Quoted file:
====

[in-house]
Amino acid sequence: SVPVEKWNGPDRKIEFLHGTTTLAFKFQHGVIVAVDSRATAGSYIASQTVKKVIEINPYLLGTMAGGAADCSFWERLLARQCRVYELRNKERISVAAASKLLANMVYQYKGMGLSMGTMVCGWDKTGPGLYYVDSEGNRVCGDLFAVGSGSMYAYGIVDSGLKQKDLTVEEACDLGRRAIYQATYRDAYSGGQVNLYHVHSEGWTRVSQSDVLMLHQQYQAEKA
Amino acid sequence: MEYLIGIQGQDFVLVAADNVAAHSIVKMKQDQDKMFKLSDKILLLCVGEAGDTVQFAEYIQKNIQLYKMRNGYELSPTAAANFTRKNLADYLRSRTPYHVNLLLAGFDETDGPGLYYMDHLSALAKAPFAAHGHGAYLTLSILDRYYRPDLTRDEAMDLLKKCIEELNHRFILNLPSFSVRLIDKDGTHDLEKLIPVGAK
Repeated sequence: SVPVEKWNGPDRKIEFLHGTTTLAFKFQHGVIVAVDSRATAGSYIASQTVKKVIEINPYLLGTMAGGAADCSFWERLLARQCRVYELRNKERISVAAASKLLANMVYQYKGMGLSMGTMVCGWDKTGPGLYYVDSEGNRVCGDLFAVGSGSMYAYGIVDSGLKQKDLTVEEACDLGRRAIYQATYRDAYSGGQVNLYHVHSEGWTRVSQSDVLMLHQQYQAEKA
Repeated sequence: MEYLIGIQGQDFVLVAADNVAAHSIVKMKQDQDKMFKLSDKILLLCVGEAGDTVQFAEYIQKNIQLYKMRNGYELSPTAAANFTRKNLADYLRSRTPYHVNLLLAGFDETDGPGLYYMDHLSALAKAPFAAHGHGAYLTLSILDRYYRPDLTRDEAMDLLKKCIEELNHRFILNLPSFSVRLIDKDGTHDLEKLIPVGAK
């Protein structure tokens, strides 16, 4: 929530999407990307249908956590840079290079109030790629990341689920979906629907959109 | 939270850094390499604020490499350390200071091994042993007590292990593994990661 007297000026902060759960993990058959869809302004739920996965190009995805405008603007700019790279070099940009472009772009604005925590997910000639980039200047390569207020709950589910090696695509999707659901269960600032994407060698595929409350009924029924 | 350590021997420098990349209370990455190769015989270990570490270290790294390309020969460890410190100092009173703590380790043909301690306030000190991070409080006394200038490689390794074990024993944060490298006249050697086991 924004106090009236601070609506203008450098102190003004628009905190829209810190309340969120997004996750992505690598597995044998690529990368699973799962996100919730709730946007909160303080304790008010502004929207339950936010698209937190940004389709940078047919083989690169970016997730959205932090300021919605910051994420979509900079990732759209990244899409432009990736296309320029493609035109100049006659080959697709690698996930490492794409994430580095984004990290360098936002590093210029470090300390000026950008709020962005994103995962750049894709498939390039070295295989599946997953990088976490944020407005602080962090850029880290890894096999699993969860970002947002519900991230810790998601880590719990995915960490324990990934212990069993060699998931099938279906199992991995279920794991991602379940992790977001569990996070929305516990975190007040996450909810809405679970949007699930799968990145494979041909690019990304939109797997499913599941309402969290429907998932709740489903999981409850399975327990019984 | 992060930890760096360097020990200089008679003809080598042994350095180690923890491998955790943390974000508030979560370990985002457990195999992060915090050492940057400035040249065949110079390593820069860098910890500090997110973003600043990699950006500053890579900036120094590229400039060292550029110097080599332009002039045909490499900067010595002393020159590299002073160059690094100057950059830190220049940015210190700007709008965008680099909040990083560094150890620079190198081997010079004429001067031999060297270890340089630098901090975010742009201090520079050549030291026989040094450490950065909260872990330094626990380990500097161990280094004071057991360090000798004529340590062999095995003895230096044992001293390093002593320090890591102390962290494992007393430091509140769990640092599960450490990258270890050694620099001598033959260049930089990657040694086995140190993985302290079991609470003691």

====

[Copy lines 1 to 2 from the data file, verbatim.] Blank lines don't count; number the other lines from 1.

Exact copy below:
[in-house]
Amino acid sequence: SVPVEKWNGPDRKIEFLHGTTTLAFKFQHGVIVAVDSRATAGSYIASQTVKKVIEINPYLLGTMAGGAADCSFWERLLARQCRVYELRNKERISVAAASKLLANMVYQYKGMGLSMGTMVCGWDKTGPGLYYVDSEGNRVCGDLFAVGSGSMYAYGIVDSGLKQKDLTVEEACDLGRRAIYQATYRDAYSGGQVNLYHVHSEGWTRVSQSDVLMLHQQYQAEKA